Probable Causes:

  1. Low wash temperature (most common)
  2. Inadequate/low concentration of detergent

Procedure for Removal: Wash with a hot alkaline solution.

Lubricating Greases and Oils

Lubricating greases and oils cannot be solubilized by either acids or alkali. They can be melted by hot water or steam but usually a thin film is left behind. Surfactants are surface-active compounds which help emulsify greases and oils. Detergents built with surfactants will break greases and oils into small globules which are soluble in water or can be suspended in water. Most dust and dirt contain some oily material which makes using a detergent formulated with surfactants the best choice.

Description: Black and/or greasy film.

Probable Causes:

  1. Oil and dirt from manufacturing
  2. Over greasing of equipment

Procedure for Removal: Wash and brush with hot foaming alkaline detergent.

Other Soils and How to Remove Them

Carbohydrates (Sugars and Starches)

Description: Clear to brown sticky films.

Probable Causes:

  1. Inadequate pre-rinse
  2. Intermittent cleaning

Procedure for Removal:

  • Wash with a hot alkaline detergent. 
  • Check the sanitation program.
Surfactant Film

Description: Blue film

Probable Causes:

  1. Poor rinsing of detergent
  2. Overuse of detergent

Procedure for Removal:

  • Wash and ensure rinse is adequate (all foam is gone). 
  • Check concentration.
Gasket (Rubber Film)

Description: Black streaks which at times may be sticky.

Probable Causes:

  1. Aged gaskets
  2. Overuse of chlorine sanitizer

Procedure for Removal: Wash with an acid detergent and change gaskets.

Food Stabilizer Films (Gums and Esters)

Description: White, sometimes streaky film.

Probable Causes:

  1. Inadequate pre-rinse
  2. Improper detergent selection

Procedure for Removal: Wash with hot alkaline, surfactant detergent.

Iron Deposits 

Description: A red, brown or black film.

Probable Causes:

  1. High iron in the water supply
  2. Low pH of incoming water
  3. Iron corrosion issues

Procedure for Removal: Wash with an acid detergent and address the source of iron.

Silica Films

Description: White or grey glaze on equipment.

Probable Causes:

  1. Silica from incoming water (most common)
  2. Poor cleaning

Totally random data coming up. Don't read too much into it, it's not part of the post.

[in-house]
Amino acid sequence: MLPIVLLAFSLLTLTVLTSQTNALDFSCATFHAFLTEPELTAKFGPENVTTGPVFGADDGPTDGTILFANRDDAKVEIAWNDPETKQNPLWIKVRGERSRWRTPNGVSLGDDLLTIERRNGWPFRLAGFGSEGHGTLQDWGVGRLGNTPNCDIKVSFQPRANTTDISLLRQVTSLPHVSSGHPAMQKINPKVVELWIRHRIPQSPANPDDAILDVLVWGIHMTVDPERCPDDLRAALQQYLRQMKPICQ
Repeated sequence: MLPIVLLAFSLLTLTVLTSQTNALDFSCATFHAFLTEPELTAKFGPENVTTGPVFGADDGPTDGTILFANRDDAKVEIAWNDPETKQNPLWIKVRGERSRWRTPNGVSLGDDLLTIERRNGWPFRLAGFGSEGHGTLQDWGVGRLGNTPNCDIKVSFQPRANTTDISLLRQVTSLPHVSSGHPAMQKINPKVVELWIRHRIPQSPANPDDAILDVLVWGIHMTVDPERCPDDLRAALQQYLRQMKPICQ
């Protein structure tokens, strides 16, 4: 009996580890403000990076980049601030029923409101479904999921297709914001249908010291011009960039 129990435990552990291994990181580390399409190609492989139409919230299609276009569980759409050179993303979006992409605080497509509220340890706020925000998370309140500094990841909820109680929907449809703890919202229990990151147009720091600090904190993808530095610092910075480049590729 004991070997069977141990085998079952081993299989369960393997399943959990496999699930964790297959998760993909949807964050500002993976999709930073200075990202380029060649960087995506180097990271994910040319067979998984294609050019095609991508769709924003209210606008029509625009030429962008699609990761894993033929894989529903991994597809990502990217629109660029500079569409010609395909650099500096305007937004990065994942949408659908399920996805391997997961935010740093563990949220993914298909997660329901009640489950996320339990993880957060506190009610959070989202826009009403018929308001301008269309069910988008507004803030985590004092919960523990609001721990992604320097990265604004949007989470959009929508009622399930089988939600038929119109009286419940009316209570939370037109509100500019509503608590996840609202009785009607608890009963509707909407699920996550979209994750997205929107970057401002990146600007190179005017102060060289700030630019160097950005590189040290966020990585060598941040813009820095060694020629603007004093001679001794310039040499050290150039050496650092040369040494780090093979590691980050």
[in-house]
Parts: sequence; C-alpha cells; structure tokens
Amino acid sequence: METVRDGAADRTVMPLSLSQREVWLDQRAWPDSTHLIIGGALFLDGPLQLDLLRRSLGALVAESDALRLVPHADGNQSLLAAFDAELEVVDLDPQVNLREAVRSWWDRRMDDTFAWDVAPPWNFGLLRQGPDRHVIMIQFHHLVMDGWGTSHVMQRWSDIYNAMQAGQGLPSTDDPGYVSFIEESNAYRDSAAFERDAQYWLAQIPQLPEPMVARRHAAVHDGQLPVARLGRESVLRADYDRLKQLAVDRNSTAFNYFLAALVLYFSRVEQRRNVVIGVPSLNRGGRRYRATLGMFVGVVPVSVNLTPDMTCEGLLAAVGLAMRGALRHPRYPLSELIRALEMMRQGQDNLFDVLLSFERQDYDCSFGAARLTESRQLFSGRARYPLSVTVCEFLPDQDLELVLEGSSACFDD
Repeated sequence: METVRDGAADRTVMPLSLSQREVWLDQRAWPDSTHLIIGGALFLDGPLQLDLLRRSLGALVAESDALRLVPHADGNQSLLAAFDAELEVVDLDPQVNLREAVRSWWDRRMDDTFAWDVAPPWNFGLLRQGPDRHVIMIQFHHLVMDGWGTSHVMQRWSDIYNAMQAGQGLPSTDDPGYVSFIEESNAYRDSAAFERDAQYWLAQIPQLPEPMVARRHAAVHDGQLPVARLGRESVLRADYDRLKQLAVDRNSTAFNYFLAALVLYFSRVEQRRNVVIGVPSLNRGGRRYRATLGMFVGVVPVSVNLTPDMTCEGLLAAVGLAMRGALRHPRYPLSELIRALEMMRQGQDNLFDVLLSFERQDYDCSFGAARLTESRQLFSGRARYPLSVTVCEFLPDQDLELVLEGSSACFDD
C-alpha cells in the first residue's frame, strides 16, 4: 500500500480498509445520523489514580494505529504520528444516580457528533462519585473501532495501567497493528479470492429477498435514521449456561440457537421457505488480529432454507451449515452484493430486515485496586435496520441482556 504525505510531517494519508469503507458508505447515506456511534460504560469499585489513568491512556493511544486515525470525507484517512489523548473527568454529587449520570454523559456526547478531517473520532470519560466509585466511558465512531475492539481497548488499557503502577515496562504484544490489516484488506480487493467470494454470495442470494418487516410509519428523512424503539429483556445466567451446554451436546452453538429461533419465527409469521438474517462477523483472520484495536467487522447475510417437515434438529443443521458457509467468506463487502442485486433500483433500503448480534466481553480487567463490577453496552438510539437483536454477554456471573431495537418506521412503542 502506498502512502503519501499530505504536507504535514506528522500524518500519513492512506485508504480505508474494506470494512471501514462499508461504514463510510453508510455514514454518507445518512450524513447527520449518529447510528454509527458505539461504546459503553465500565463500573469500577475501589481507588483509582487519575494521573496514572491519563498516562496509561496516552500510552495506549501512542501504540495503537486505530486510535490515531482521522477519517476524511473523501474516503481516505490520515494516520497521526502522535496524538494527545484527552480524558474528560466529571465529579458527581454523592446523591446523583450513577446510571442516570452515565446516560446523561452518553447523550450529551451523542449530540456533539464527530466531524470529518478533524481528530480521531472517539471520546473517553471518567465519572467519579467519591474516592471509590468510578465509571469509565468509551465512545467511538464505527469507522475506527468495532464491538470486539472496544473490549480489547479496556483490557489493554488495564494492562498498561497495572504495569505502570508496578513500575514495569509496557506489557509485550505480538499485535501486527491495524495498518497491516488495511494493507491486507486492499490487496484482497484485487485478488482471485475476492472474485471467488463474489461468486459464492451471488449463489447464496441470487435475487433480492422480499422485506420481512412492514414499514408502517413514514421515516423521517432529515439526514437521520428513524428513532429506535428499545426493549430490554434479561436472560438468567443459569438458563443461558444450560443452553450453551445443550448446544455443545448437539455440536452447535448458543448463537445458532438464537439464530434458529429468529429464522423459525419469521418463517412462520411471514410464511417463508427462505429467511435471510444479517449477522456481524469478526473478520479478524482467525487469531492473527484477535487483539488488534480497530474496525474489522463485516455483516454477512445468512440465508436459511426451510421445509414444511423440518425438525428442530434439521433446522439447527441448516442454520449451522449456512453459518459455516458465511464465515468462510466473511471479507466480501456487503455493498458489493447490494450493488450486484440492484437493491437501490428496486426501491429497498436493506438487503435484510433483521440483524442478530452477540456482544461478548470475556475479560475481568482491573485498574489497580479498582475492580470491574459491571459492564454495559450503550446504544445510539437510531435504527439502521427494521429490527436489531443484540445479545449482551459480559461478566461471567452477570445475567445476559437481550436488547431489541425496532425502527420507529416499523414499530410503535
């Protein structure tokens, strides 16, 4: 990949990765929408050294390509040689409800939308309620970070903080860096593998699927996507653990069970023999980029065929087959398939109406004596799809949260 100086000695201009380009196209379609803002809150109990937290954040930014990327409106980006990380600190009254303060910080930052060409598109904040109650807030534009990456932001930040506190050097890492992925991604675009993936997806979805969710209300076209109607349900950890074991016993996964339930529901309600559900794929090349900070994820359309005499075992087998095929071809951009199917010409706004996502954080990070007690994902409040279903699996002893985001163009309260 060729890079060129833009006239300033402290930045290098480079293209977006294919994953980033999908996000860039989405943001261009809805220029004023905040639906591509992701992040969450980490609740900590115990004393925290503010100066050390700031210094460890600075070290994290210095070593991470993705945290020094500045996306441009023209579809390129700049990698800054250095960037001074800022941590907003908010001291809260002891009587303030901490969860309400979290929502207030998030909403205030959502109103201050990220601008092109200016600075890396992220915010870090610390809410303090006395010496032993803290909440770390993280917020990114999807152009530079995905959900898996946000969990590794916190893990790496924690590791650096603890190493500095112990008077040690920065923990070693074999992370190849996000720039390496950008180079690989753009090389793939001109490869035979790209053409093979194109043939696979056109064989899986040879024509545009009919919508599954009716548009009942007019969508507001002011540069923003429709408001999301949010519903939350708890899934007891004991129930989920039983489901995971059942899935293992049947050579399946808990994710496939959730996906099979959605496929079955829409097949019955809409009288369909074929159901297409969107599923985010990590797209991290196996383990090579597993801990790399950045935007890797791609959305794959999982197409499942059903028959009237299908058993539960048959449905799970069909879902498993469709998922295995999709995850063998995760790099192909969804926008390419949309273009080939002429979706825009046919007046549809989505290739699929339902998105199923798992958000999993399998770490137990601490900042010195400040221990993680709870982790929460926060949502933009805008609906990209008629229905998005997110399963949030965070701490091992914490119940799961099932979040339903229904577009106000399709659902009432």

Procedure for Removal: Consult your hygiene supplier: need to clean with special acid.


Description: Pitting, usually with white deposits on and within pits.

Probable Causes:

  1. Improper use of chemicals
  2. Aggressive water 

Procedure for Removal: Re-polish and passivate surface.

Other Influences Affecting Soils Deposits and Removal


Many processes in the food industry require heat; for example pasteurization, cooking or frying. Soils that are heat set (formed on a heated surface) are usually more difficult to remove than soils that are cold set (formed on a surface at room temperature or lower). The reason is heat denatures and chemically decomposes the soil.

A heat set soil has lost some of its chemical handles and will not quickly react with acid or alkaline detergents. More aggressive cleaning is usually required to remove heat set soils.

Surface Irregularities

The condition or roughness of the surface will influence soil deposition. Unevenness and surface irregularities offer niches for soil deposits to adhere to.

Having a Comprehensive Sanitation Program for Effective Soil Removal

A well-designed sanitation program should provide both preventative and corrective measures for managing soil deposits in food processing. The program should also be regularly reviewed to ensure the required food safety standards are continuously being met. For example, changes in personnel, equipment breakdowns/changes, or changes in the water characteristics, could reduce the effectiveness of the cleaning chemistry and lead to the formation of a film or deposit.

Diversey's cleaning and sanitizing products have been developed to help customers exceed food safety standards throughout the facility. Our Knowledge-based Services - CIPCheck, OPCCheck and SecureCheck - go one step further by evaluating the efficacy of current cleaning chemistry and sanitation procedures while uncovering optimization opportunities. Contact us for further information